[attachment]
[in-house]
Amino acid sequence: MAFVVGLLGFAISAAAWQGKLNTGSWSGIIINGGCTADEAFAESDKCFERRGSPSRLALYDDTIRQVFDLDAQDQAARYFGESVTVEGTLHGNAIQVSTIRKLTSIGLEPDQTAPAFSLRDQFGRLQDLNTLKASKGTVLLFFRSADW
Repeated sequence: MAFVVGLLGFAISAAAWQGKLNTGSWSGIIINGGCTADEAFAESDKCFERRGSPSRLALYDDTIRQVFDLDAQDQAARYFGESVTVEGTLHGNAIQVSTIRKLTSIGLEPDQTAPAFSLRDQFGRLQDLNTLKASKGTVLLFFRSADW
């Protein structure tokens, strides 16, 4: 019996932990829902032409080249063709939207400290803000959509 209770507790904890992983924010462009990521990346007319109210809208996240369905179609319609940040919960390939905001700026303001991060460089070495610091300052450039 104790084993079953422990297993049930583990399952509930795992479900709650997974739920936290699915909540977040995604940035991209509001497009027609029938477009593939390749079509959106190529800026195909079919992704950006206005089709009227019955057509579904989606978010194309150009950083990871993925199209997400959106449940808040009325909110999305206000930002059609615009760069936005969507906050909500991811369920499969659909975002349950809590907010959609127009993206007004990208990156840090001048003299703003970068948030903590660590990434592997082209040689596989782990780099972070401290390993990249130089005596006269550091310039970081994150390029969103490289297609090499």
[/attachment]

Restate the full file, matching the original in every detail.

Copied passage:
[in-house]
Amino acid sequence: MAFVVGLLGFAISAAAWQGKLNTGSWSGIIINGGCTADEAFAESDKCFERRGSPSRLALYDDTIRQVFDLDAQDQAARYFGESVTVEGTLHGNAIQVSTIRKLTSIGLEPDQTAPAFSLRDQFGRLQDLNTLKASKGTVLLFFRSADW
Repeated sequence: MAFVVGLLGFAISAAAWQGKLNTGSWSGIIINGGCTADEAFAESDKCFERRGSPSRLALYDDTIRQVFDLDAQDQAARYFGESVTVEGTLHGNAIQVSTIRKLTSIGLEPDQTAPAFSLRDQFGRLQDLNTLKASKGTVLLFFRSADW
């Protein structure tokens, strides 16, 4: 019996932990829902032409080249063709939207400290803000959509 209770507790904890992983924010462009990521990346007319109210809208996240369905179609319609940040919960390939905001700026303001991060460089070495610091300052450039 104790084993079953422990297993049930583990399952509930795992479900709650997974739920936290699915909540977040995604940035991209509001497009027609029938477009593939390749079509959106190529800026195909079919992704950006206005089709009227019955057509579904989606978010194309150009950083990871993925199209997400959106449940808040009325909110999305206000930002059609615009760069936005969507906050909500991811369920499969659909975002349950809590907010959609127009993206007004990208990156840090001048003299703003970068948030903590660590990434592997082209040689596989782990780099972070401290390993990249130089005596006269550091310039970081994150390029969103490289297609090499």